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100% Recycled – A Greenwashed Claim that Still Persists

| Wednesday November 9th, 2005 | 9 Comments

recyc1.jpgI’ve written in the past about the misleading nature of the term “100% Recycled”. When consumers see this term, they tend to think the item they are buying is made of material that was actually used by someone, discarded, and then recycled. Or at the very least, that they are somehow preventing material from entering the waste stream.

In reality, “100% recycled” means next to nothing – legally speaking, scrap material that winds up on the floor and is thrown back into the raw materials bin, is considered recycled. Material that was actually used in a product by a consumer, then returned to some sort of recycling facility to be reprocessed has a second term attached to it – “post-consumer recycled”. That’s why you’ll often see both terms used on say, your roll of expensive recycled toilet paper. Only the “post consumer” percentage, which is very rarely 100% actually meets people’s expectations for what recycled really means. Confused?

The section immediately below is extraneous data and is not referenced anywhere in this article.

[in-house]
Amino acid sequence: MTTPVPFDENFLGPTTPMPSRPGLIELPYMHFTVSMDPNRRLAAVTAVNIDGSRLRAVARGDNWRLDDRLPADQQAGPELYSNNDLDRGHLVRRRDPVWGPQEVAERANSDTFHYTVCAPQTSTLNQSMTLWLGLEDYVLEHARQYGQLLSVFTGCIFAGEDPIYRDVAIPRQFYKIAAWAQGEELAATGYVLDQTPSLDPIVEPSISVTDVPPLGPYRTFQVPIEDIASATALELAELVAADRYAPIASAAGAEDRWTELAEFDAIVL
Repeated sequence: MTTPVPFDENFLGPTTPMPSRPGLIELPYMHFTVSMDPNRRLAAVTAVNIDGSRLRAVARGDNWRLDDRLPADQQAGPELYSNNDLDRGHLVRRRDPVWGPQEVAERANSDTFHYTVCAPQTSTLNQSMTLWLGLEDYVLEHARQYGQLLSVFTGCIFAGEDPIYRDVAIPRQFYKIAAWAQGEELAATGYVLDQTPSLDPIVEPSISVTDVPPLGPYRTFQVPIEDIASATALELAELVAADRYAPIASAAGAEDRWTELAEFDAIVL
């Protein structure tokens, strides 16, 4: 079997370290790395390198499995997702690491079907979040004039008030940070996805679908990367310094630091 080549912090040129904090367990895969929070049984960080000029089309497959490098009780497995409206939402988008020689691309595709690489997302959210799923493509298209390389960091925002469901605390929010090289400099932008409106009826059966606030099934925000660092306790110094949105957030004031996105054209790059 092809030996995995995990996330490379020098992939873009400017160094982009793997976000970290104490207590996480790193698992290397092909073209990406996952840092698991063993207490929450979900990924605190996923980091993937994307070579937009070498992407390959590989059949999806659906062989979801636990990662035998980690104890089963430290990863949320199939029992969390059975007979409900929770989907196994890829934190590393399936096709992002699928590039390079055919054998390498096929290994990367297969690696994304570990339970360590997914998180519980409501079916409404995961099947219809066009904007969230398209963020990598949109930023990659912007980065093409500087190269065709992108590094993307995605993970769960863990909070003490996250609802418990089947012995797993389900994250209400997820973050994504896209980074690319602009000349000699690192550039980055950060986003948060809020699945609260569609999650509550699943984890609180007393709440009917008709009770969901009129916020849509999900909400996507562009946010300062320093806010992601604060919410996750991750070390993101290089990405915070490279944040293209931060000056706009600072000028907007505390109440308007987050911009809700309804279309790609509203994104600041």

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Habitat Jam Offers Online Discussion of Urban Issues Dec 1-3

| Wednesday November 9th, 2005 | 4 Comments

HabitatJAM-logo.gifThe Government of Canada, in partnership with IBM and UN-HABITAT, have put together a 72-hour online event in preparation for the World Urban Forum, to be held enxt summer in Vancouver. It’s called “Habitat Jam” and it’ll basically be a, dare I say, jam session about urban issues – poverty, water, sustainability, safety, and business. You can register to participate for free right here.

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A Five Minute Survey For A Presdio Project

| Wednesday November 9th, 2005 | 0 Comments

I hope you’ll have a few minutes today to take a survey that was put together by a collegue of mine concerning the different sorts of ways we use the internet to find activating information – the kinds of things that engage you, inspire you, and make you feel you can make a difference. It’ll only take 5 min – I promise!